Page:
A confidential Calpers board meeting on chief investment officer Ben Meng’s abrupt departure is the subject of an intensifying legal fight between the nation’s largest public pension fund and a former director.

Joseph John “J.J.” Jelincic sued the California Public Employees’ Retirement System earlier this month for transcripts and minutes of what he said was an improperly closed meeting held soon after Meng’s Aug. 5 resignation in the face of an alleged conflict of interest involving a Blackstone Group Inc. investment. Jelincic, a former investment officer who retired in 2019, served on the Calpers board from 2010 to 2018.

Though Calpers has not yet responded to the suit in court, a lawyer for the pension fund sent Jelincic a March 17 letter urging him to immediately withdraw his complaint “to mitigate the potential harm” done by him and an unnamed director who provided him with information about the Aug. 17 board meeting.

“Calpers will investigate and take appropriate action with respect to Mr. Jelincic and his source’s improper actions,” the lawyer, Ragesh Tangri, said in the letter, which was reviewed by Bloomberg.

Meng’s resignation came four months after a Calpers compliance team found he approved the Blackstone investment while personally owning shares in the private equity giant. His exit shook the pension fund, which manages nearly $450 billion and has frequently advocated for corporate governance reforms. Both Calpers CEO Marcie Frost and California state controller and Calpers board member Betty Yee have promised to implement oversight reforms, including possibly requiring the next CIO to divest personal holdings.

Board Secrecy

But Jelincic says the board’s secrecy about the August meeting shows it’s not committed to transparency about what happened. “The issue in this case, quite frankly, is that Calpers continues to hide information from the public and beneficiaries that should be made public,” he said in an interview.

Jelincic filed his lawsuit alleging Calpers violated the state’s open-meetings law after the pension fund’s legal staff rejected his information request. Though California law permits public agencies to discuss personnel matters in closed session, Jelincic claims Calpers is trying to use that exemption to avoid public scrutiny of a far broader discussion about Meng’s departure.

In his March 8 suit, Jelincic cited “a board member’s record” of the meeting in saying 55 topics were discussed, most of which “had nothing to do with personnel matters.” Instead, directors spent a “substantial portion” of the closed session discussing issues including the need for policies governing internal investigations, when the board should be informed of “serious issues,” and compliance matters. The board also discussed media coverage of Calpers, characterizing some of it as “gotcha articles,” the suit says.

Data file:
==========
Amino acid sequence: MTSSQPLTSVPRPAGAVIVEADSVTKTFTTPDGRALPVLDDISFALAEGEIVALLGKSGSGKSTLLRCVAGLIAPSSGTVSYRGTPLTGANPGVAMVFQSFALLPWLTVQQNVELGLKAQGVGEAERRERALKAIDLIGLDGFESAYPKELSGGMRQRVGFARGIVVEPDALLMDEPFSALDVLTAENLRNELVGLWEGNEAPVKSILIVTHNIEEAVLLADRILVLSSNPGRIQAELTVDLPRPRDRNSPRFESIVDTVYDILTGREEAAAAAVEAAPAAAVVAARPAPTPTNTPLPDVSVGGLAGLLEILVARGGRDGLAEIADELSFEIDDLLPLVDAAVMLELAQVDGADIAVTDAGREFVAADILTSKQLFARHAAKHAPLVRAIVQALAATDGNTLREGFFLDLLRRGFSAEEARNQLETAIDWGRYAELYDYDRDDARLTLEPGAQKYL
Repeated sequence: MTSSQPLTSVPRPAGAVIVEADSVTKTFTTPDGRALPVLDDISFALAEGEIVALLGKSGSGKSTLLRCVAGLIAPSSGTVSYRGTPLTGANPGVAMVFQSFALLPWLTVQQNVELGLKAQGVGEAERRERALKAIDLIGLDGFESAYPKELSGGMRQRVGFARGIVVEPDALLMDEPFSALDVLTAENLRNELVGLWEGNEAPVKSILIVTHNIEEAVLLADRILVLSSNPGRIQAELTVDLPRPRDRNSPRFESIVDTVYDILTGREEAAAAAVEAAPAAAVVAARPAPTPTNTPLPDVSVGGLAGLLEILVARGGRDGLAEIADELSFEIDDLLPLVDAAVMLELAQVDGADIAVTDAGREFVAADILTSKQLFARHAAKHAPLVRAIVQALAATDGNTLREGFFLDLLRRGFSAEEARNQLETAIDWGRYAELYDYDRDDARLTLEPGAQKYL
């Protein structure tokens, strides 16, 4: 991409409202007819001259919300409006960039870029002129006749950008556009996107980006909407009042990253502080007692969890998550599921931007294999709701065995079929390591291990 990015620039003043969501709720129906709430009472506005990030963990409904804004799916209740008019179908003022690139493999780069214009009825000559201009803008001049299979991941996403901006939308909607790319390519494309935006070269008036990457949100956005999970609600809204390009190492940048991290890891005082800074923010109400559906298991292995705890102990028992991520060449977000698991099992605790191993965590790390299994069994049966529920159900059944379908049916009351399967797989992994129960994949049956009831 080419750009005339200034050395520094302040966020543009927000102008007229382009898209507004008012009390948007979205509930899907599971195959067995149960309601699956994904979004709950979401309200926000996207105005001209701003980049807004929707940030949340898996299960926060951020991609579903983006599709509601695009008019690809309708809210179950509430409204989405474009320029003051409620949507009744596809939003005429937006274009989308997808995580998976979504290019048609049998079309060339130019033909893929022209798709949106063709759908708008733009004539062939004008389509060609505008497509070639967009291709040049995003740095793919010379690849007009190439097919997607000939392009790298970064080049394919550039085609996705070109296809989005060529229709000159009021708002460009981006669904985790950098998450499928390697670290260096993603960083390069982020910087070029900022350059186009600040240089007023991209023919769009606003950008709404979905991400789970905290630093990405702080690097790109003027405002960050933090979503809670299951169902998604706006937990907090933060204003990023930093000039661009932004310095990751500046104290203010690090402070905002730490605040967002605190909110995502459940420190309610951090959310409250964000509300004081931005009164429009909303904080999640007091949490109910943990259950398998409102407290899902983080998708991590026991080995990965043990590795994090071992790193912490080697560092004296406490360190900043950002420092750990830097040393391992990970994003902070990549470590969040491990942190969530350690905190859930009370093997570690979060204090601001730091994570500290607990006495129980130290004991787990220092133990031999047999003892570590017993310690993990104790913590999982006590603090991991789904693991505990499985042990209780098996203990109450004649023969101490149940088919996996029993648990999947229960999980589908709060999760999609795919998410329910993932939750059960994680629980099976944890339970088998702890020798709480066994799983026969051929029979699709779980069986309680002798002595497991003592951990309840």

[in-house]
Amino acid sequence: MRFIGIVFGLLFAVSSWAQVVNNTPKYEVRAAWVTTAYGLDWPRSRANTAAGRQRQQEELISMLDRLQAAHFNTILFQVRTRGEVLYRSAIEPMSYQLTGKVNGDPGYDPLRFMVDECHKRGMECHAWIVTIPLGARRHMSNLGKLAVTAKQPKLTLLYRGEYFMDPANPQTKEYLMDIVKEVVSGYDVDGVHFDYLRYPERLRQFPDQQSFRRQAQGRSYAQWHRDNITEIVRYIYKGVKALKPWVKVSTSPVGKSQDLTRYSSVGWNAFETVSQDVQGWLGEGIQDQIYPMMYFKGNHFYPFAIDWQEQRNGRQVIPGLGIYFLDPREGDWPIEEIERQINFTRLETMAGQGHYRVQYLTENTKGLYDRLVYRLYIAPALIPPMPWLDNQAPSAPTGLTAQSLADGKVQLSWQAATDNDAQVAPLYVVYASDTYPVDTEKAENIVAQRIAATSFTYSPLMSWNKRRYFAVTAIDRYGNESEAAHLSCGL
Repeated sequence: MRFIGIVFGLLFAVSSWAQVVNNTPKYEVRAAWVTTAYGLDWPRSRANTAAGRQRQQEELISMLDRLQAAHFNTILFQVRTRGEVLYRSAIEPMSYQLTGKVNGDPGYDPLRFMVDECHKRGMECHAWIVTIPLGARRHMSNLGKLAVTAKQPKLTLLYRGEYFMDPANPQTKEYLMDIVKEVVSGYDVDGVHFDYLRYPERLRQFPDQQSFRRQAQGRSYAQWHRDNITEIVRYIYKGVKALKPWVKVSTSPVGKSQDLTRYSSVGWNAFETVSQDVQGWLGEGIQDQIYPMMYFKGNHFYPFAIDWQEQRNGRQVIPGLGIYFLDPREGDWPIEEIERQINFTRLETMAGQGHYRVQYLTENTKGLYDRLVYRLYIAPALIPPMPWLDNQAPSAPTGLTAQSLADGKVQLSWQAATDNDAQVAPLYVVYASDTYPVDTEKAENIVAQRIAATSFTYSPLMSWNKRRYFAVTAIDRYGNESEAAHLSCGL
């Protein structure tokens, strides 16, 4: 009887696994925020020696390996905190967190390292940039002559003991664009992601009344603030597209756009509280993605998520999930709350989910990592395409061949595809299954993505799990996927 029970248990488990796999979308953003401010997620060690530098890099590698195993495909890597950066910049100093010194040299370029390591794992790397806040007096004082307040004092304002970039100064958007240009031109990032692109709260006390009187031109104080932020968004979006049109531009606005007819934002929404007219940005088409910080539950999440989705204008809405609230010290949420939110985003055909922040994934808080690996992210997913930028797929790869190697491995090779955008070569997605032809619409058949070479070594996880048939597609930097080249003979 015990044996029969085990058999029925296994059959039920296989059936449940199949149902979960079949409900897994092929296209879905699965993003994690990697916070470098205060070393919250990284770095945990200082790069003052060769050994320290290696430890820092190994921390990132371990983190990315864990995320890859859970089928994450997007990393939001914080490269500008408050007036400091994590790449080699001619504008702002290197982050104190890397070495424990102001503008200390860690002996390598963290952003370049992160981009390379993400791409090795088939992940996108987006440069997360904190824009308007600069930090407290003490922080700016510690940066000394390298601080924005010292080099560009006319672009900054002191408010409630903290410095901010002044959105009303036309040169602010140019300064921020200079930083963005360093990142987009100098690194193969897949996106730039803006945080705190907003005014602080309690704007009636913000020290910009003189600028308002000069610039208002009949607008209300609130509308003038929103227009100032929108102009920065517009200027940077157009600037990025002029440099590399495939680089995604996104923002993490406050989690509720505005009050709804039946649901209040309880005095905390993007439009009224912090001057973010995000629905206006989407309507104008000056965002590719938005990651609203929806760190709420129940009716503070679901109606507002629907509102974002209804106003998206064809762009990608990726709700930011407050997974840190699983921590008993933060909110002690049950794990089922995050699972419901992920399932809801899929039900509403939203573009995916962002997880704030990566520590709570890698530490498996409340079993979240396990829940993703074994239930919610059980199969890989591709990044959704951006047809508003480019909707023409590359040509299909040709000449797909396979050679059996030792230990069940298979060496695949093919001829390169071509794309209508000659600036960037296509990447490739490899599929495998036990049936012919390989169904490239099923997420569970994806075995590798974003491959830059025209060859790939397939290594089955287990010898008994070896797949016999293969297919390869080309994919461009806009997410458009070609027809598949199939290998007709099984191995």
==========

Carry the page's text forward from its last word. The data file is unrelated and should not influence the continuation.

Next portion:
According to Calpers though, the main issue is that Jelincic learned details of the meeting from an attendee. In his letter, Tangri said Jelincic should at least have redacted information about the meeting topics from his complaint.

“The plaintiff’s lawsuit states that a Calpers board member provided Jelincic with confidential information from a closed session meeting of the Calpers board,” said pension fund spokesman Wayne Davis. “That’s a clear violation of the law, and we are obligated as fiduciaries to investigate the matter.”

In a written response to Tangri reviewed by Bloomberg, Michael Risher, an attorney for Jelincic, said the confidentiality law doesn’t protect “matters that go beyond what is properly discussed” out of public view.

“It seems that Calpers is attempting to turn the tables on those who pointed out it violated the law,” Risher said in an interview. “The fact that these topics were discussed in closed session might be embarrassing but it’s hard to imagine how this revelation could adversely affect legitimate interests.”

Although the Calpers CIO is among the state’s highest-paid employees, the pension fund has churned through nine different individuals over the past two decades, with Meng serving less than two years. Calpers has delayed hiring Meng’s replacement due to the need to further clarify the pay and incentive structure and the reluctance of candidates to move during the Covid-19 pandemic, Frost said in a statement last week.

Meng’s personal investment in Blackstone was valued at less than $70,000, and Frost said in August that she believed the violation was unintentional. Meng had had a turbulent tenure even before then, with Calpers reporting an underwhelming 4.7 percent return during his first year as CIO.

A Chinese-born naturalized U.S. citizen, Meng had also faced suspicions about his allegiance from Republican politicians and conservative commentators because of a previous stint as deputy CIO at China’s State Administration of Foreign Exchange. Stephen Schwarzman was among the Wall Street figures who came to Meng’s defense. “This type of attack on an accomplished American citizen is unwarranted,” the Blackstone CEO said last year.